How does this compare to the last rebuild?
In late 2011, Hoyer and his former boss, Epstein, chose a direction for the franchise that ultimately led to a World Series title. In part, due to changes to the collective bargaining agreement, the couple decided the way forward was a full talent sweep and set out to build their team from scratch, even if it would take bottoming out to get there.
While Friday’s moves look like the beginning of a similar plan, Hoyer has committed to nothing more than tapping into a full roster of free agents.
“In fact, I think we’ve sped things up a lot in the last few days,” Hoyer said. “We’ll sit down and figure out how we’re going to build the next great Cubs team. I don’t care if it looks like you’re competing or that you finish second. I worry about trying to win championships.”
Still, it’s jarring to see such a talented group of players disappear within 24 hours. Especially in contrast to what another team in the same division with a similar record, the St. Louis Cardinals, did, or did not, by the deadline. Despite not living up to the expectations set when they acquired Nolan Arenado this past winter, St. Louis resisted the temptation to subtract from its roster and rack up prospects. In fact, the Cardinals added a bit more by getting veteran starters instead. JA Happ Y Jon lester.
“Overall, we still want to compete,” said president of baseball operations John Mozeliak. “Hopefully we can continue that career and make a bit of noise, still in the Central Division … We still believe in this team, but we also believe in where we are going next year, so that was fundamental in our decision making.” .
The Cardinals also have little hope of catching up with the Milwaukee Brewers this season, but Mozeliak’s strategy is to keep moving forward as the Cubs reboot.
“Obviously a very different approach, but they were in a place where they had a lot of expiring contracts,” Mozeliak said. “You have a team that has turned the page now to 2022 and there are some who are still worried about 2021.”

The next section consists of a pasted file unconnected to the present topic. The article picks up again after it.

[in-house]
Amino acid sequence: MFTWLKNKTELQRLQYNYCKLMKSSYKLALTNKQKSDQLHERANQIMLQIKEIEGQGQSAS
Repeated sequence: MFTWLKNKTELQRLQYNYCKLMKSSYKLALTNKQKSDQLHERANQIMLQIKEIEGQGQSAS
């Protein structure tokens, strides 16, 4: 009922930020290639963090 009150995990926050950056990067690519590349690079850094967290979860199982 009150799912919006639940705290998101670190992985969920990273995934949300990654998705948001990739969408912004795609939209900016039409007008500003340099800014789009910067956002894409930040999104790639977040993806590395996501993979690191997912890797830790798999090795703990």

Now the question is when will the Cubs reintroduce a team that can compete with those Cardinals and Brewers at the top of the division again.
“The goal is how we build the next great Cubs team, not how we build the next OK Cubs team,” Hoyer said. “I don’t know what we are going to do yet, so no one knows what we are going to do yet.
“The obvious thing here is to compare things to what we did before.”
But Hoyer insists they won’t repeat 2012. They infused an improved farm system with 11 new faces over the past few weeks, plus they have four more from the Darvish trade.
Will they sign one of the many shortstop free agents available this offseason to speed up the process? Will some of the prospects they just acquired trade for major league talent? Or perhaps the longer approach is necessary again. The plan has not yet been drawn up.
“That path could mean letting the garden grow for a long time because we need to let those prospects mature,” Hoyer said. “And sometimes it can mean speeding it up through free agency.”
There are already some pieces in place. Nick Madrigal, acquired by trading Craig Kimbrel to the White Sox, joins the 2018 first-round pick Nico Hoerner like cornerstones of the painting. The receptor Willson Contreras He said over the weekend that he would love to stay and Hendricks is signed through 2024. The Cubs will test some young pitchers over the next two months in hopes of building the rest of the rotation rather than buying one.
“We trust the people around us,” Hendricks said. “Whatever the plan, obviously they have a plan in place. We’re just going to rely on that.
“It is not clear where we are going, but I know it will all work out for the better in the end.”
When asked if there was an interesting trading story from the hectic weeks leading up to the deadline, Hoyer paused and advanced it.
“I don’t want to be on that side (subtracting) from the transaction,” he replied. “That’s what I would say the most. I have a lot of respect for the teams we dealt with. They were willing to do it. And that’s what you have to do.”